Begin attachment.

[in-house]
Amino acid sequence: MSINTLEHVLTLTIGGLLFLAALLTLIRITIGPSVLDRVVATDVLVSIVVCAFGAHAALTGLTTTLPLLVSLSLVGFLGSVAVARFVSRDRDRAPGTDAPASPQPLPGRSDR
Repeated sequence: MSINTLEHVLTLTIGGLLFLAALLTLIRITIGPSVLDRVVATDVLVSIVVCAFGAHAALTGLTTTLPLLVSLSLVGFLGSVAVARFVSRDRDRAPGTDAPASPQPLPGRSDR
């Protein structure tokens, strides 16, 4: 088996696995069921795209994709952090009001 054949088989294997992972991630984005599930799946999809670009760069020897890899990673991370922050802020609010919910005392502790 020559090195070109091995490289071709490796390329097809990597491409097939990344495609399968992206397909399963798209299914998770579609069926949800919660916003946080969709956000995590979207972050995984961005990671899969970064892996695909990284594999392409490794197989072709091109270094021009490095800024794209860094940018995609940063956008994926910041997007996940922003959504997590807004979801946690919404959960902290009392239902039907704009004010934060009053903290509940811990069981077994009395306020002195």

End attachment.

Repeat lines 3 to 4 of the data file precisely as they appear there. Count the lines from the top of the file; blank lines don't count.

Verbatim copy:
Repeated sequence: MSINTLEHVLTLTIGGLLFLAALLTLIRITIGPSVLDRVVATDVLVSIVVCAFGAHAALTGLTTTLPLLVSLSLVGFLGSVAVARFVSRDRDRAPGTDAPASPQPLPGRSDR
């Protein structure tokens, strides 16, 4: 088996696995069921795209994709952090009001 054949088989294997992972991630984005599930799946999809670009760069020897890899990673991370922050802020609010919910005392502790 020559090195070109091995490289071709490796390329097809990597491409097939990344495609399968992206397909399963798209299914998770579609069926949800919660916003946080969709956000995590979207972050995984961005990671899969970064892996695909990284594999392409490794197989072709091109270094021009490095800024794209860094940018995609940063956008994926910041997007996940922003959504997590807004979801946690919404959960902290009392239902039907704009004010934060009053903290509940811990069981077994009395306020002195």